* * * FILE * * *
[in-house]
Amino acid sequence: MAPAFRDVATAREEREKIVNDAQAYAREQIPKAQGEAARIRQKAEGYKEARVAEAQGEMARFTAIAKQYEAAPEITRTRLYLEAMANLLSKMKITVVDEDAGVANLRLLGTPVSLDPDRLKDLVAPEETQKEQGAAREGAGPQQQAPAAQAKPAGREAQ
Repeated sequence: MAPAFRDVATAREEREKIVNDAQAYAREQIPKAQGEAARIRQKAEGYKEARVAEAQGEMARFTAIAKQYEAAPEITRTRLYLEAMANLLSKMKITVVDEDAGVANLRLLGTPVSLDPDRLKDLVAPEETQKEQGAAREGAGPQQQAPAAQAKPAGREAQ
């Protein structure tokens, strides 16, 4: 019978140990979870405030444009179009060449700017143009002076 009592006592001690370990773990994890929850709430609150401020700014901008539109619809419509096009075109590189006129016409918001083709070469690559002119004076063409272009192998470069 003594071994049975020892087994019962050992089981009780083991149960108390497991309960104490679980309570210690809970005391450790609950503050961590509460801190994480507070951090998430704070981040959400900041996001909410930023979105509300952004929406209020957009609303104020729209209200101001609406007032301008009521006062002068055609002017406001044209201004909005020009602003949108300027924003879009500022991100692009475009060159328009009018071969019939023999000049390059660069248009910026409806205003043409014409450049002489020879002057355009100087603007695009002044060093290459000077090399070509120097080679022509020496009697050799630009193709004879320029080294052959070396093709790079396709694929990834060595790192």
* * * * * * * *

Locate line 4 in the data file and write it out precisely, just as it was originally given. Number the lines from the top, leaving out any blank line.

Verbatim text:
């Protein structure tokens, strides 16, 4: 019978140990979870405030444009179009060449700017143009002076 009592006592001690370990773990994890929850709430609150401020700014901008539109619809419509096009075109590189006129016409918001083709070469690559002119004076063409272009192998470069 003594071994049975020892087994019962050992089981009780083991149960108390497991309960104490679980309570210690809970005391450790609950503050961590509460801190994480507070951090998430704070981040959400900041996001909410930023979105509300952004929406209020957009609303104020729209209200101001609406007032301008009521006062002068055609002017406001044209201004909005020009602003949108300027924003879009500022991100692009475009060159328009009018071969019939023999000049390059660069248009910026409806205003043409014409450049002489020879002057355009100087603007695009002044060093290459000077090399070509120097080679022509020496009697050799630009193709004879320029080294052959070396093709790079396709694929990834060595790192």